Advanced Search
MyIDEAS: Login

The Impact of Emergency Contraception on Dating and Marriage

Contents:

Author Info

  • Andrew Zuppann

    ()
    (University of Houston)

Abstract

I study the effects of improvements in contraception on premarital sexual behavior, pregnancy, and marriage. I develop a model where individuals date before marrying in order to learn about relationship quality. While dating, individuals face the risk of pregnancy or contracting a sexually-transmitted infection (STI). The model predicts that contraceptive improvements increase the number of sexual partners, increase sexual acts, increase STI rates, and, under certain conditions, delay marriages and lower single motherhood rates. I use changes in states' over-the-counter (OTC) sales policies for emergency contraception as a natural experiment in varying access to contraceptive technology. Using multiple sources of data on birth rates, STIs, marriages, and sexual activity, I confirm the predictions of the model and find that OTC policies have a significant impact on sexual behavior and relationships.

Download Info

If you experience problems downloading a file, check if you have the proper application to view it first. In case of further problems read the IDEAS help page. Note that these files are not on the IDEAS site. Please be patient as the files may be large.
File URL: http://www.uh.edu/econpapers/RePEc/hou/wpaper/201310815.pdf
Download Restriction: no

Bibliographic Info

Paper provided by Department of Economics, University of Houston in its series Working Papers with number 201310815.

as in new window
Length:
Date of creation: 01 May 2011
Date of revision:
Handle: RePEc:hou:wpaper:201310815

Contact details of provider:
Postal: Houston TX 77023
Web page: http://www.uh.edu/class/economics/
More information through EDIRC

Related research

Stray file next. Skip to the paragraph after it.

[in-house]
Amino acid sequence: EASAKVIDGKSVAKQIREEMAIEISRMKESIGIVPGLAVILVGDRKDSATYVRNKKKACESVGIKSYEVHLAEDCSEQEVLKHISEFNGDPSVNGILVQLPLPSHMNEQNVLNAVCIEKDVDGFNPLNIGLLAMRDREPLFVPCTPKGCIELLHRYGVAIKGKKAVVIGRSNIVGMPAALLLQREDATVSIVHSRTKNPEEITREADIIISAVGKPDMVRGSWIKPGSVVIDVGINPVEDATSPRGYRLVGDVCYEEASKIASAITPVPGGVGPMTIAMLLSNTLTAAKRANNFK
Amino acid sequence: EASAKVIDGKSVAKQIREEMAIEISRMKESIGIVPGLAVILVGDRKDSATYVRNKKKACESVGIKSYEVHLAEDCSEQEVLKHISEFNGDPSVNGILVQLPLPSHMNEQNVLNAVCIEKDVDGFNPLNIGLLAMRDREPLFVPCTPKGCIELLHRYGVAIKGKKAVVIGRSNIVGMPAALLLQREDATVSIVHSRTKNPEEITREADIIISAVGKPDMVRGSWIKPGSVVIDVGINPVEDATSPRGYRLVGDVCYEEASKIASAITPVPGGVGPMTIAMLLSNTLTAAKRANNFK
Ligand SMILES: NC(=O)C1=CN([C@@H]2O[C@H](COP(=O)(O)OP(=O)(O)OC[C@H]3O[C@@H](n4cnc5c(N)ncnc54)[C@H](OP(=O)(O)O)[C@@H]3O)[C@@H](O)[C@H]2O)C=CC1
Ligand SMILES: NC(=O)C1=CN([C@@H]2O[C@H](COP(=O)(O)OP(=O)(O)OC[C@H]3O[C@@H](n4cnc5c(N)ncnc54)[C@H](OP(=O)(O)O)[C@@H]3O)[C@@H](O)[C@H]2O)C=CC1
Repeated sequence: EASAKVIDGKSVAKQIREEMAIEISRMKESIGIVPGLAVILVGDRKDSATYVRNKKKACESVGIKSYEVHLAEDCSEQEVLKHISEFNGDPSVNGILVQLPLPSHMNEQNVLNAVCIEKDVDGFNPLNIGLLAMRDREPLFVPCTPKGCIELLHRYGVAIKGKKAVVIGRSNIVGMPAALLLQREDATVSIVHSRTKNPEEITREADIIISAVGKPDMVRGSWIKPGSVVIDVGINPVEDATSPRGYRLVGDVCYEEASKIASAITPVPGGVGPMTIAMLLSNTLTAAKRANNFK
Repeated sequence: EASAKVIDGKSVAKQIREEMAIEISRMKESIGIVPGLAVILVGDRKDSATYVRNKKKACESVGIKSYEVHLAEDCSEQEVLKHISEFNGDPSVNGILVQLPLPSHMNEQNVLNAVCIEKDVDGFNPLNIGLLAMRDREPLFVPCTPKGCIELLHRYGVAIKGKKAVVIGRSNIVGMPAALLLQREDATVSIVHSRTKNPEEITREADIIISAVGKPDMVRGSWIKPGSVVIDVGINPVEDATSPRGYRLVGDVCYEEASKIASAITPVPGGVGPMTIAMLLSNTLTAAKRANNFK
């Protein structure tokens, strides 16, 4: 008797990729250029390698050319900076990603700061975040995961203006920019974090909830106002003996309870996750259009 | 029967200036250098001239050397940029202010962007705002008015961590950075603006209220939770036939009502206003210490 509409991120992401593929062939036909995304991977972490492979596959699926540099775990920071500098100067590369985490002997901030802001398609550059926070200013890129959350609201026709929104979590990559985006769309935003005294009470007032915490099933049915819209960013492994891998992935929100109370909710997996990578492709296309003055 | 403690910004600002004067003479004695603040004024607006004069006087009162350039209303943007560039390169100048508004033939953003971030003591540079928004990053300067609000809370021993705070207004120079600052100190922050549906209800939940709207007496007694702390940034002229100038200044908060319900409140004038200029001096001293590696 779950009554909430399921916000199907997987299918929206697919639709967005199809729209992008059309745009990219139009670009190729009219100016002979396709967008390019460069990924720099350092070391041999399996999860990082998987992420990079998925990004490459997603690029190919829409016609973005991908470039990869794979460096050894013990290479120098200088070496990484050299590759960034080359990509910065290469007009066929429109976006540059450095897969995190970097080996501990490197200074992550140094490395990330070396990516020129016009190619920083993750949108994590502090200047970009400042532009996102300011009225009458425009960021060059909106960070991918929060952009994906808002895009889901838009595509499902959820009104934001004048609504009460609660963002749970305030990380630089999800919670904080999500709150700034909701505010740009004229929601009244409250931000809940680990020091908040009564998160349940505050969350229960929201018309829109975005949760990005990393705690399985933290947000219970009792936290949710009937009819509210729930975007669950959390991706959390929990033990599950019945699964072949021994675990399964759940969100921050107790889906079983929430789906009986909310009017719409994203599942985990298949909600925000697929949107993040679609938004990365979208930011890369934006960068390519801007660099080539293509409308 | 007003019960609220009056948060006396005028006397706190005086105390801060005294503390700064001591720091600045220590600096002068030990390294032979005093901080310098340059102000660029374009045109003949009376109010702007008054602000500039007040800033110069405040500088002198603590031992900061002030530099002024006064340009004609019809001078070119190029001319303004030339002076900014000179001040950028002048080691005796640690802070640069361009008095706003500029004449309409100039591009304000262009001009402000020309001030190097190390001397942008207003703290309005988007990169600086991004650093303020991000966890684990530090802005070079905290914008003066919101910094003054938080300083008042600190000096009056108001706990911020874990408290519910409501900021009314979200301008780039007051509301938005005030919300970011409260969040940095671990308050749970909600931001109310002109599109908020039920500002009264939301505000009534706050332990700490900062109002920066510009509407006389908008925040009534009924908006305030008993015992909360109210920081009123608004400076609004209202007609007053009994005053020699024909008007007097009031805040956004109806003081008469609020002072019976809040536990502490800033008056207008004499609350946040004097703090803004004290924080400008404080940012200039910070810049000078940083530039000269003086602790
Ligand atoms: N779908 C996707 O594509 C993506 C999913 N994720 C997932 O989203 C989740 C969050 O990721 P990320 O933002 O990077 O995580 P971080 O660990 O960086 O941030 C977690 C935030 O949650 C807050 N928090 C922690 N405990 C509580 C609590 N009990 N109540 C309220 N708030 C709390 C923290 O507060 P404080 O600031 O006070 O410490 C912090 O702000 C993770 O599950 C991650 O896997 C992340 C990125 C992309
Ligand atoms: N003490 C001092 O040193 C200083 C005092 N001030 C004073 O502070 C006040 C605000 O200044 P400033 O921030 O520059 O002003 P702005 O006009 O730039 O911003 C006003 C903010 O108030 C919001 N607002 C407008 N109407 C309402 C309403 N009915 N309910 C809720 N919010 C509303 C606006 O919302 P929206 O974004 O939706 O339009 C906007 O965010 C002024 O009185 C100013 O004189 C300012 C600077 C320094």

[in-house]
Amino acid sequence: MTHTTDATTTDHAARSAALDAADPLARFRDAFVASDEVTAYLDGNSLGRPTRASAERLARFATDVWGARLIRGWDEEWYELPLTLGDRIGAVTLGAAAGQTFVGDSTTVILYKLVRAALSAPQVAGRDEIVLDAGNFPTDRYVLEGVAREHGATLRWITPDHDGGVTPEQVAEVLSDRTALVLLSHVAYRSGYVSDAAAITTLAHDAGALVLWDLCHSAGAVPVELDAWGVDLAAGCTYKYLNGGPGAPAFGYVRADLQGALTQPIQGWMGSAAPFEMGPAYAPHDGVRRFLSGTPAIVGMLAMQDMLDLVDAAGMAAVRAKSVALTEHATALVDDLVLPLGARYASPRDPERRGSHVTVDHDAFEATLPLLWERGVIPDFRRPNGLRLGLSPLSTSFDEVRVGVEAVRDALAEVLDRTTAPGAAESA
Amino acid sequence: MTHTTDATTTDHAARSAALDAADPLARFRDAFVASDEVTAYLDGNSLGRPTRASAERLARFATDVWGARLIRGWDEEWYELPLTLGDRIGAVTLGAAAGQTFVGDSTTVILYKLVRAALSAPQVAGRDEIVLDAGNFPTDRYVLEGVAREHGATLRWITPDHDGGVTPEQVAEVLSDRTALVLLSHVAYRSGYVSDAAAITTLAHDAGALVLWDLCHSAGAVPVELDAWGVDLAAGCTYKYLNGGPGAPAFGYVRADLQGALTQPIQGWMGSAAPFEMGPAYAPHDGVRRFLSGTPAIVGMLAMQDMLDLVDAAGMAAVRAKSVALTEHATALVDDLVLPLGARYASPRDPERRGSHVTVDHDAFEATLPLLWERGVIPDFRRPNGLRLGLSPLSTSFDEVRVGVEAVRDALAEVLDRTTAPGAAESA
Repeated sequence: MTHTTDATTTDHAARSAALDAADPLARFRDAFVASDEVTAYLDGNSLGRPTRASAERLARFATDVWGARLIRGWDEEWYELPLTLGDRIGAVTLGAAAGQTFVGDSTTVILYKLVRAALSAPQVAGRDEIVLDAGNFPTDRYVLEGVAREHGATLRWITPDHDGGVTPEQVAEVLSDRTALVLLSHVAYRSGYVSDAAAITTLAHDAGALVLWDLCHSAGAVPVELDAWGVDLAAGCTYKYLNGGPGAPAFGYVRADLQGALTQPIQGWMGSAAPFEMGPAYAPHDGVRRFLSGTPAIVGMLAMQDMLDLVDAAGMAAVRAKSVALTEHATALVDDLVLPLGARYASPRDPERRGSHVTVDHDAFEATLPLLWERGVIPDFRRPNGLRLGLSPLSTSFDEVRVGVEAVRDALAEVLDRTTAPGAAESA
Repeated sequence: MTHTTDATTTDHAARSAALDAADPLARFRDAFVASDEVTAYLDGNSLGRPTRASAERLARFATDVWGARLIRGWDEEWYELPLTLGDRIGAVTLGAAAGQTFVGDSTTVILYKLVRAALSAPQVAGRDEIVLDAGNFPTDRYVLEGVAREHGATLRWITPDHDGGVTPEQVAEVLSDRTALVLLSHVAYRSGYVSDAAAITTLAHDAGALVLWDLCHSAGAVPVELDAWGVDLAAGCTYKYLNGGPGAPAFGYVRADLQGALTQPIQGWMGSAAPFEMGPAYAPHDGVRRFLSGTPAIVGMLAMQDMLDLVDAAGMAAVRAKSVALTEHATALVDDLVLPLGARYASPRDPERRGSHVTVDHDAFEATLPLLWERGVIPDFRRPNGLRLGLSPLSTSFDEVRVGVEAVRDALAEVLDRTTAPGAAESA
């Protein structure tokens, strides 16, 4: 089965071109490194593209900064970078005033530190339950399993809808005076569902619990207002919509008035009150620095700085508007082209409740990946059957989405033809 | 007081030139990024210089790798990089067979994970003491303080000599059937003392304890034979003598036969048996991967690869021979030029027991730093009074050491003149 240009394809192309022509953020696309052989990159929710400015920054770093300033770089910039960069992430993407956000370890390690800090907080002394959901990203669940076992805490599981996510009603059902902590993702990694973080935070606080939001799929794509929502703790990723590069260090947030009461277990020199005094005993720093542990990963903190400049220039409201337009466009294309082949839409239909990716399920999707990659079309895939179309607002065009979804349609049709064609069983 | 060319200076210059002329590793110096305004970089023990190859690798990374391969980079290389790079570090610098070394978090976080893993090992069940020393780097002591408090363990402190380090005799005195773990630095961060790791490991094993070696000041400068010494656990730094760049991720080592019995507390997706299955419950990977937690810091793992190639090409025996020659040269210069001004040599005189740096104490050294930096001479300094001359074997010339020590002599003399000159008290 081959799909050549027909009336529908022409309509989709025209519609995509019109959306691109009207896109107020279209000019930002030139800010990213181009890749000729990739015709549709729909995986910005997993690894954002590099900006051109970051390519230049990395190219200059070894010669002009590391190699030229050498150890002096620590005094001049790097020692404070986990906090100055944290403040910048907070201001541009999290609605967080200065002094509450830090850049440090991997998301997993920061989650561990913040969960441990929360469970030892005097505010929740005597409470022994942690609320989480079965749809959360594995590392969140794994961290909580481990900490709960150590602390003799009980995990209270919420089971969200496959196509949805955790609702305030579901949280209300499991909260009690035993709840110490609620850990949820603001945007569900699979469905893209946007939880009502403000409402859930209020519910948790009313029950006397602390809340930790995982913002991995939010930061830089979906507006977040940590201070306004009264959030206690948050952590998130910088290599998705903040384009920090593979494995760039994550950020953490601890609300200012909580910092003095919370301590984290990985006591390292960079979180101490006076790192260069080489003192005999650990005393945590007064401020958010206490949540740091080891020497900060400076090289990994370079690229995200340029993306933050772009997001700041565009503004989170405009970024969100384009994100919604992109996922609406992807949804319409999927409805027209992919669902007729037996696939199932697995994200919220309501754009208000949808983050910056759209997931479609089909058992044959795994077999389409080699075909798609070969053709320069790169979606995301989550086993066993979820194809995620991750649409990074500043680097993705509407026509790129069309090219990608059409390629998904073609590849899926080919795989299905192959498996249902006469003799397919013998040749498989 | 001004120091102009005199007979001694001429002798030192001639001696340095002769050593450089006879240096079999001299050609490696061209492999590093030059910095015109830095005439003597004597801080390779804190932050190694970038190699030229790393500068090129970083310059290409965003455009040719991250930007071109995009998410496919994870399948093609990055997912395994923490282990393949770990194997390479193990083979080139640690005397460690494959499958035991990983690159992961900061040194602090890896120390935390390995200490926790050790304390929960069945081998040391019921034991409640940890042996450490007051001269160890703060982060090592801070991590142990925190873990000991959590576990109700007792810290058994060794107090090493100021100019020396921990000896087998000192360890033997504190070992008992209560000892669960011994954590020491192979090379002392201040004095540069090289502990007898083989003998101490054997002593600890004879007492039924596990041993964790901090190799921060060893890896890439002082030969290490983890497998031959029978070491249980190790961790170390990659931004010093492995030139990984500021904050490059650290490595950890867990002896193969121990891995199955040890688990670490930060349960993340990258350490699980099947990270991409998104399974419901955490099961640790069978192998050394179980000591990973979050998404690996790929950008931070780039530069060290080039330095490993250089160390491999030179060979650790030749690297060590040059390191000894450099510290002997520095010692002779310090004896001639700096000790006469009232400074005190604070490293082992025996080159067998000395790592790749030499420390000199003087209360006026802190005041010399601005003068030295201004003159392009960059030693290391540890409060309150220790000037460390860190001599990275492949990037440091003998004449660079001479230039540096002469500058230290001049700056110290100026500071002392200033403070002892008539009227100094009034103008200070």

Keywords: contraception; plan b; teen pregnancy; sexual behavior; marriage timing;

Find related papers by JEL classification:

References

References listed on IDEAS
Please report citation or reference errors to , or , if you are the registered author of the cited work, log in to your RePEc Author Service profile, click on "citations" and make appropriate adjustments.:
as in new window
  1. Michael J. Brien & Lee A. Lillard & Steven Stern, 2006. "Cohabitation, Marriage, And Divorce In A Model Of Match Quality," International Economic Review, Department of Economics, University of Pennsylvania and Osaka University Institute of Social and Economic Research Association, vol. 47(2), pages 451-494, 05.
  2. Katz, Lawrence & Goldin, Claudia, 2002. "The Power of the Pill: Oral Contraceptives and Women’s Career and Marriage Decisions," Scholarly Articles 2624453, Harvard University Department of Economics.
  3. BLOCH, Francis & RYDER, Harl, 1994. "Two-Sided Search, Marriages and Matchmakers," CORE Discussion Papers 1994028, Université catholique de Louvain, Center for Operations Research and Econometrics (CORE).
  4. Becker, Gary S & Landes, Elisabeth M & Michael, Robert T, 1977. "An Economic Analysis of Marital Instability," Journal of Political Economy, University of Chicago Press, vol. 85(6), pages 1141-87, December.